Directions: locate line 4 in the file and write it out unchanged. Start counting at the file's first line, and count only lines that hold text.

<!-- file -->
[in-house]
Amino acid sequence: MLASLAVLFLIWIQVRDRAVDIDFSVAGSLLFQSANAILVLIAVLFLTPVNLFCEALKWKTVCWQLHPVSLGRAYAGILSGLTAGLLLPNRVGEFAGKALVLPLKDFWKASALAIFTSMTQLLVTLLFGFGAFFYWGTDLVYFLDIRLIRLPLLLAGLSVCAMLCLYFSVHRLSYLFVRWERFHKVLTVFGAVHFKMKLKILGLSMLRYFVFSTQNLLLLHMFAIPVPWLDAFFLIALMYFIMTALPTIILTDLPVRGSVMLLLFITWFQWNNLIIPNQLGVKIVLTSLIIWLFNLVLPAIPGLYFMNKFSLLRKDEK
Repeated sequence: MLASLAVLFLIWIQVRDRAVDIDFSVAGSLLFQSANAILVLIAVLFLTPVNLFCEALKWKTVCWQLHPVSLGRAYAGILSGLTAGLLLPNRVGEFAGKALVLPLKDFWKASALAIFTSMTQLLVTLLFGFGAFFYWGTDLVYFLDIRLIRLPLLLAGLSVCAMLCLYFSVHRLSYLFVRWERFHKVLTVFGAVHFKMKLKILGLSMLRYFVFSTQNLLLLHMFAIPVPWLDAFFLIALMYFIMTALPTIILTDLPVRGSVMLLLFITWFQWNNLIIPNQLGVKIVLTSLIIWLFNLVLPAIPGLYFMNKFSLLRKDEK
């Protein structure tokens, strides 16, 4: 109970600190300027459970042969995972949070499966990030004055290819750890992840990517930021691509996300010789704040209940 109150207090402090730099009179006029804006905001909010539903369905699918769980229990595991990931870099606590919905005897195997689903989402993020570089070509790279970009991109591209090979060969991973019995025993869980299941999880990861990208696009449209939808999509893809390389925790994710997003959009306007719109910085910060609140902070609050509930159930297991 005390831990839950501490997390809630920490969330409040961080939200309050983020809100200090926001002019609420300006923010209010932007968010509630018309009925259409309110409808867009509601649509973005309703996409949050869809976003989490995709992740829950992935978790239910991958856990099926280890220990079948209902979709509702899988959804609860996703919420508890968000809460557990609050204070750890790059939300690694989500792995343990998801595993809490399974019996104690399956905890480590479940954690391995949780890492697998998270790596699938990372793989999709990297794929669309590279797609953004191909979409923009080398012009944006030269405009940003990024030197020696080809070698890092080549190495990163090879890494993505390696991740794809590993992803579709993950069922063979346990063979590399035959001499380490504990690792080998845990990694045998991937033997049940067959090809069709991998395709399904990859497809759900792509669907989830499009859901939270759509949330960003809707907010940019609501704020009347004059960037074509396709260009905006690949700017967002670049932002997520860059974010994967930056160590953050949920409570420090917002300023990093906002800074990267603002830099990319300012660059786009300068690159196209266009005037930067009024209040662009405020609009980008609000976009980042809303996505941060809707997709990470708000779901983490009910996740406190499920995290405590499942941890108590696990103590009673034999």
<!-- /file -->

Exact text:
């Protein structure tokens, strides 16, 4: 109970600190300027459970042969995972949070499966990030004055290819750890992840990517930021691509996300010789704040209940 109150207090402090730099009179006029804006905001909010539903369905699918769980229990595991990931870099606590919905005897195997689903989402993020570089070509790279970009991109591209090979060969991973019995025993869980299941999880990861990208696009449209939808999509893809390389925790994710997003959009306007719109910085910060609140902070609050509930159930297991 005390831990839950501490997390809630920490969330409040961080939200309050983020809100200090926001002019609420300006923010209010932007968010509630018309009925259409309110409808867009509601649509973005309703996409949050869809976003989490995709992740829950992935978790239910991958856990099926280890220990079948209902979709509702899988959804609860996703919420508890968000809460557990609050204070750890790059939300690694989500792995343990998801595993809490399974019996104690399956905890480590479940954690391995949780890492697998998270790596699938990372793989999709990297794929669309590279797609953004191909979409923009080398012009944006030269405009940003990024030197020696080809070698890092080549190495990163090879890494993505390696991740794809590993992803579709993950069922063979346990063979590399035959001499380490504990690792080998845990990694045998991937033997049940067959090809069709991998395709399904990859497809759900792509669907989830499009859901939270759509949330960003809707907010940019609501704020009347004059960037074509396709260009905006690949700017967002670049932002997520860059974010994967930056160590953050949920409570420090917002300023990093906002800074990267603002830099990319300012660059786009300068690159196209266009005037930067009024209040662009405020609009980008609000976009980042809303996505941060809707997709990470708000779901983490009910996740406190499920995290405590499942941890108590696990103590009673034999």